Iceland had a period of policy incoherence and ineffectiveness before embarking in the mid-1980s on a long process of financial liberalisation and less accommodating policy. It switched in the early 1990s to loose exchange rate targeting, and in 2001 to loose inflation targeting, which was formally maintained through the period albeit with targets repeatedly overshot during the years of severe banking crisis 2006-12.
|Years||Targets and attainment||Classification|
|1974-84||exchange rate (fixed, with no autonomous forex market) depreciated frequently to maintain competitiveness, recurring budget deficits and fiscal dominance, credit budget targets almost always overshot: financial system highly regulated; monetary instruments ineffective and application erratic, monetary policy objectives prioritise full employment, policy generally accommodating; inflation between 30% and 85%||unstructured discretion UD|
|1985-92||exchange rate (fixed rather than targeted) adjusted less often, with depreciation limited to help restrain inflation, especially from 1989; new currency basket 1992, devaluations 1992, 1993; financial liberalisation including end of credit ceilings, freeing of interest rates (now positive in real terms), and later capital account liberalisation; attempts to limit monetary financing of deficits; growing emphasis on primacy of price stability; inflation falls to single figures from 1991||loosely structured discretion LSD|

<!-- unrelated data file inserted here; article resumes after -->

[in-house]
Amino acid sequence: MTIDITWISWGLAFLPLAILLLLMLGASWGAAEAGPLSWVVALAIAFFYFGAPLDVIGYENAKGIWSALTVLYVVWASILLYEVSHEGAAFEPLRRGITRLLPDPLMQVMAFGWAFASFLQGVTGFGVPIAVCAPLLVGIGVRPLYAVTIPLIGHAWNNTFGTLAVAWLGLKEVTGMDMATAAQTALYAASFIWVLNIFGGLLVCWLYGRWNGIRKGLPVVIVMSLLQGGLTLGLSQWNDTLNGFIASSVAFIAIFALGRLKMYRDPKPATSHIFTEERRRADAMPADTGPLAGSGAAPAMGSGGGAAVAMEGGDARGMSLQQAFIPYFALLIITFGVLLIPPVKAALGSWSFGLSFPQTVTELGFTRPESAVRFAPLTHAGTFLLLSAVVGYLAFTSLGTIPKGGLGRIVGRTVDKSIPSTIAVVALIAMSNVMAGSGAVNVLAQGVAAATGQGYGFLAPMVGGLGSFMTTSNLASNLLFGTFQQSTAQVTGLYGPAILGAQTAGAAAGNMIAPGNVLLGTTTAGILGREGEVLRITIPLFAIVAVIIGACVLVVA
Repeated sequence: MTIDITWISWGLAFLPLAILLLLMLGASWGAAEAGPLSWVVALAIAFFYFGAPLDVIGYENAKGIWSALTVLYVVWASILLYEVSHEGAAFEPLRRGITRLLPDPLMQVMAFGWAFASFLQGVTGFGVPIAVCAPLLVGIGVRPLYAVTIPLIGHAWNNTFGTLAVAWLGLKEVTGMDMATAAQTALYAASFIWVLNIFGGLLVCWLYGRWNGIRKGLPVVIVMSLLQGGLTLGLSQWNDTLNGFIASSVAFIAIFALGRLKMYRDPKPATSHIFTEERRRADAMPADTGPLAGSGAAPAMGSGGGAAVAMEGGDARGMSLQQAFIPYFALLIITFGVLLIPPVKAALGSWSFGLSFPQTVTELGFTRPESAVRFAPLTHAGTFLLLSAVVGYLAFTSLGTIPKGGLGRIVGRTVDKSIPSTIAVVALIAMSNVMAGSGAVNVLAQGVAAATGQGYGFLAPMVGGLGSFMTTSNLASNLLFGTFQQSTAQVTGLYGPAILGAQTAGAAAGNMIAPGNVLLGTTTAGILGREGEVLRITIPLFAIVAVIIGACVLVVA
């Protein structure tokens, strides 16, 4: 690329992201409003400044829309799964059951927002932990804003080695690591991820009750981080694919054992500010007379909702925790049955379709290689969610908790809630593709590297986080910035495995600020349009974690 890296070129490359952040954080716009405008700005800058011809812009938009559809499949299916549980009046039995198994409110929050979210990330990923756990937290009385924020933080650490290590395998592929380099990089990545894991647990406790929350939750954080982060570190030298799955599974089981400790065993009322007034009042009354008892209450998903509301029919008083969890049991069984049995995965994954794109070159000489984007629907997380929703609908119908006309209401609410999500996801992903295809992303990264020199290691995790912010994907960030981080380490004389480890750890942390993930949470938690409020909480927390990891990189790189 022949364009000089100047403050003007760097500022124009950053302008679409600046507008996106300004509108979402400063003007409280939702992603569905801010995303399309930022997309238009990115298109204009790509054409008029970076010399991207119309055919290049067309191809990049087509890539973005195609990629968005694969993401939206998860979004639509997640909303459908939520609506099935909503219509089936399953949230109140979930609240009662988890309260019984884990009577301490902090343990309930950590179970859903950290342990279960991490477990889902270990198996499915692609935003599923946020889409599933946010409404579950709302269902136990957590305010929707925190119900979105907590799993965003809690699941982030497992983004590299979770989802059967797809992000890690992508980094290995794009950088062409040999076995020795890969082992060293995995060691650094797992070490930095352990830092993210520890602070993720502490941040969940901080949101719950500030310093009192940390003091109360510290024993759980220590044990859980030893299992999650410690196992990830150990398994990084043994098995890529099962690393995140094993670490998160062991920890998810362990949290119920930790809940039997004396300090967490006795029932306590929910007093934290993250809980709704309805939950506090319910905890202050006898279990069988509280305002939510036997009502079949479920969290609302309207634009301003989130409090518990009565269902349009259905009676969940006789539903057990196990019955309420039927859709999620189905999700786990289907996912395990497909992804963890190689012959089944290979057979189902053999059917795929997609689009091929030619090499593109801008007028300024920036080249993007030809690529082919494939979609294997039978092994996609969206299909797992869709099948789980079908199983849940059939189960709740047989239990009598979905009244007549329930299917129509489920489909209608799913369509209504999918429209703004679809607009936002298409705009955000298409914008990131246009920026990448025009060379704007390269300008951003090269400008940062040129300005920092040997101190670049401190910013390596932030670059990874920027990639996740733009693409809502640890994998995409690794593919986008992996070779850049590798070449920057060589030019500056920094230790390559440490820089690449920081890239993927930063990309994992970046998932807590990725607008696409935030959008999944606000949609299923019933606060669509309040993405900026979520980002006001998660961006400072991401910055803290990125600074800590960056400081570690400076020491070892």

|1993-2000||interbank forex market from May 1993; currency pegged to basket with +/-2.25% margins, then from August 1995 6%, from February 2000 9% (but currency remains within original margins until 1998); continuing financial liberalisation, such that interest rates and OMOs become clearly the main monetary instruments||loose exchange rate targeting LERT|
|2001-05||currency floated; central bank given instrument independence; wide inflation targets (2.5% point target with higher upper tolerance ranges for 2001 and 2002, then 3% symmetric range from 2003) met; refinements to inflation targeting procedures||loose inflation targeting LIT|
|2006-12||inflation targets repeatedly overshot (and inflation expectations go outside tolerance range) in context first of domestic boom plus financial market issues and then severe domestic impact of global financial crisis: commitment to price stability remains but other objectives important; temporary (but persistent) use of capital controls; further refinements to IT procedures, plus debate on reinforcements and alternatives to IT||loosely structured discretion LSD|
|2013-17||wide inflation targets met, expectations within tolerance range; continuing high forex intervention designed to reduce volatility and rebuild reserves, less after reliberalisation of capital account 2017; some changes to IT framework under consideration||loose inflation targeting LIT|
Selected IMF references: RED 1980 pp26-30; SR 1980 pp4-5; RED 1982 pp22-3, 39-40; RED 1984 p32; RED 1987 pp25-6, 33; RED 1989 pp30, 42-3; RED 1992 pp1-2, 18; SR 1992 pp5-6, 8-9; RED 1994 pp1-2, 13-14; RED 1997 pp48-50, 87, 96-7; SI 1999 pp6-8, ch IV; SISA 2001 ch II; SR 2006 pp16-17; SR 2007 pp5-6, 12-14; SR 2008 p24; SR 2010 p21; SI 2012 ch II; SR 2013 p21; SR 2015 p21; SR 2017 pp16-18; SR 2018 pp12-14.
Additional source: Andersen and Guðmundsson (1998).
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